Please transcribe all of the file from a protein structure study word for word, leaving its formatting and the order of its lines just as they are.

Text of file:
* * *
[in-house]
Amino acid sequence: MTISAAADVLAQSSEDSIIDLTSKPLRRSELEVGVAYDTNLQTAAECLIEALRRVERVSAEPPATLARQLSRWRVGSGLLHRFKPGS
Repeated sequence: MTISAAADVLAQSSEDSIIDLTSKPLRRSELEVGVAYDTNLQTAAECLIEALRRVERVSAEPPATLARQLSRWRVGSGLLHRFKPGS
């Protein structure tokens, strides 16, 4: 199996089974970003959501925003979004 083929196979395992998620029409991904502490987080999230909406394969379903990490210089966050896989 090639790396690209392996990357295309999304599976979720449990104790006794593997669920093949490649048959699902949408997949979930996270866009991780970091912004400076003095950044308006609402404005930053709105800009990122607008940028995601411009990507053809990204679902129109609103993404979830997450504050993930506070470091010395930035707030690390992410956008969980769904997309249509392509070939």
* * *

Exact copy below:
[in-house]
Amino acid sequence: MTISAAADVLAQSSEDSIIDLTSKPLRRSELEVGVAYDTNLQTAAECLIEALRRVERVSAEPPATLARQLSRWRVGSGLLHRFKPGS
Repeated sequence: MTISAAADVLAQSSEDSIIDLTSKPLRRSELEVGVAYDTNLQTAAECLIEALRRVERVSAEPPATLARQLSRWRVGSGLLHRFKPGS
């Protein structure tokens, strides 16, 4: 199996089974970003959501925003979004 083929196979395992998620029409991904502490987080999230909406394969379903990490210089966050896989 090639790396690209392996990357295309999304599976979720449990104790006794593997669920093949490649048959699902949408997949979930996270866009991780970091912004400076003095950044308006609402404005930053709105800009990122607008940028995601411009990507053809990204679902129109609103993404979830997450504050993930506070470091010395930035707030690390992410956008969980769904997309249509392509070939």